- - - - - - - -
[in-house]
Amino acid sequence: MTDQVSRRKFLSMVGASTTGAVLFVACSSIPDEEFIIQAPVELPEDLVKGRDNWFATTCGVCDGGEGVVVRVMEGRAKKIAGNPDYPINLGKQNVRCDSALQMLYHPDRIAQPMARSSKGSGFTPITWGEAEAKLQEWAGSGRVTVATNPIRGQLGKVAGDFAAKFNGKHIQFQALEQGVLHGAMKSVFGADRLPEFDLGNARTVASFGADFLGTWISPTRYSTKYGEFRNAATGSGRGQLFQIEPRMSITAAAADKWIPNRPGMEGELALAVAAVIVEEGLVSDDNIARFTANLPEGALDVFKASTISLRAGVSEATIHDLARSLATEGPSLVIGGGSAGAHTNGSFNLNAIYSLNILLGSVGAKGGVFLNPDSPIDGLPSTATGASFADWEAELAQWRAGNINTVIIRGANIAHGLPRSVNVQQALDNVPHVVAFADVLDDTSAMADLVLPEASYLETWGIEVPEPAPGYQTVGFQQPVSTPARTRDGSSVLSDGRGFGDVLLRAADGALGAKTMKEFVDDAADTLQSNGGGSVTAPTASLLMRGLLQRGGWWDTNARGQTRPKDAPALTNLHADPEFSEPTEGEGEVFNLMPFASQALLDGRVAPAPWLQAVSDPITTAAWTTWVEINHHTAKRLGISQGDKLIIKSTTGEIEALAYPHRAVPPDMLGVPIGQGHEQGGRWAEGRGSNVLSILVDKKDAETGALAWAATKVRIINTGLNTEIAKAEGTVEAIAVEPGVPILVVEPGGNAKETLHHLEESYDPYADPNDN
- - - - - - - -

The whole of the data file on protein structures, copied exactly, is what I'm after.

[in-house]
Amino acid sequence: MTDQVSRRKFLSMVGASTTGAVLFVACSSIPDEEFIIQAPVELPEDLVKGRDNWFATTCGVCDGGEGVVVRVMEGRAKKIAGNPDYPINLGKQNVRCDSALQMLYHPDRIAQPMARSSKGSGFTPITWGEAEAKLQEWAGSGRVTVATNPIRGQLGKVAGDFAAKFNGKHIQFQALEQGVLHGAMKSVFGADRLPEFDLGNARTVASFGADFLGTWISPTRYSTKYGEFRNAATGSGRGQLFQIEPRMSITAAAADKWIPNRPGMEGELALAVAAVIVEEGLVSDDNIARFTANLPEGALDVFKASTISLRAGVSEATIHDLARSLATEGPSLVIGGGSAGAHTNGSFNLNAIYSLNILLGSVGAKGGVFLNPDSPIDGLPSTATGASFADWEAELAQWRAGNINTVIIRGANIAHGLPRSVNVQQALDNVPHVVAFADVLDDTSAMADLVLPEASYLETWGIEVPEPAPGYQTVGFQQPVSTPARTRDGSSVLSDGRGFGDVLLRAADGALGAKTMKEFVDDAADTLQSNGGGSVTAPTASLLMRGLLQRGGWWDTNARGQTRPKDAPALTNLHADPEFSEPTEGEGEVFNLMPFASQALLDGRVAPAPWLQAVSDPITTAAWTTWVEINHHTAKRLGISQGDKLIIKSTTGEIEALAYPHRAVPPDMLGVPIGQGHEQGGRWAEGRGSNVLSILVDKKDAETGALAWAATKVRIINTGLNTEIAKAEGTVEAIAVEPGVPILVVEPGGNAKETLHHLEESYDPYADPNDN